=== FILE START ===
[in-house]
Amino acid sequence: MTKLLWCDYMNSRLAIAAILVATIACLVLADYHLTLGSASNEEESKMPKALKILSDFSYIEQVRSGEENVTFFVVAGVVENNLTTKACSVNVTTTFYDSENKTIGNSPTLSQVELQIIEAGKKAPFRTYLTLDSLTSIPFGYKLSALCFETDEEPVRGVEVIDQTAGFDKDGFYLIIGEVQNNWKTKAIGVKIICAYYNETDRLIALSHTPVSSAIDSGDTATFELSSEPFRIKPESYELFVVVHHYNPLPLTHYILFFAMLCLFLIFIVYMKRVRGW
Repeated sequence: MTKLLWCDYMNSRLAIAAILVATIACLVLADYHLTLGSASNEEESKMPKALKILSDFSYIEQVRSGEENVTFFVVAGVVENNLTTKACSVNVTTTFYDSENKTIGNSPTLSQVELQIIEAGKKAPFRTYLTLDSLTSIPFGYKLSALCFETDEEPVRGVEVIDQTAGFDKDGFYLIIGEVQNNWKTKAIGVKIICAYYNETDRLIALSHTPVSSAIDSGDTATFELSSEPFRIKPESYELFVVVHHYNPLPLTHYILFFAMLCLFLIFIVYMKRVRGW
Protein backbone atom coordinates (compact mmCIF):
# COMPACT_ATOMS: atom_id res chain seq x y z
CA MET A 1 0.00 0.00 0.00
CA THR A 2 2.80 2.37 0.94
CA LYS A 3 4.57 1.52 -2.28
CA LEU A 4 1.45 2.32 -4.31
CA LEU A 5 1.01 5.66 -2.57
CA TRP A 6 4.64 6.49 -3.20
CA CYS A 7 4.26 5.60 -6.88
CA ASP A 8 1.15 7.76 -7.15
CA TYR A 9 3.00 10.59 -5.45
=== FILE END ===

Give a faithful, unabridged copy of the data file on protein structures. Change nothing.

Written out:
[in-house]
Amino acid sequence: MTKLLWCDYMNSRLAIAAILVATIACLVLADYHLTLGSASNEEESKMPKALKILSDFSYIEQVRSGEENVTFFVVAGVVENNLTTKACSVNVTTTFYDSENKTIGNSPTLSQVELQIIEAGKKAPFRTYLTLDSLTSIPFGYKLSALCFETDEEPVRGVEVIDQTAGFDKDGFYLIIGEVQNNWKTKAIGVKIICAYYNETDRLIALSHTPVSSAIDSGDTATFELSSEPFRIKPESYELFVVVHHYNPLPLTHYILFFAMLCLFLIFIVYMKRVRGW
Repeated sequence: MTKLLWCDYMNSRLAIAAILVATIACLVLADYHLTLGSASNEEESKMPKALKILSDFSYIEQVRSGEENVTFFVVAGVVENNLTTKACSVNVTTTFYDSENKTIGNSPTLSQVELQIIEAGKKAPFRTYLTLDSLTSIPFGYKLSALCFETDEEPVRGVEVIDQTAGFDKDGFYLIIGEVQNNWKTKAIGVKIICAYYNETDRLIALSHTPVSSAIDSGDTATFELSSEPFRIKPESYELFVVVHHYNPLPLTHYILFFAMLCLFLIFIVYMKRVRGW
Protein backbone atom coordinates (compact mmCIF):
# COMPACT_ATOMS: atom_id res chain seq x y z
CA MET A 1 0.00 0.00 0.00
CA THR A 2 2.80 2.37 0.94
CA LYS A 3 4.57 1.52 -2.28
CA LEU A 4 1.45 2.32 -4.31
CA LEU A 5 1.01 5.66 -2.57
CA TRP A 6 4.64 6.49 -3.20
CA CYS A 7 4.26 5.60 -6.88
CA ASP A 8 1.15 7.76 -7.15
CA TYR A 9 3.00 10.59 -5.45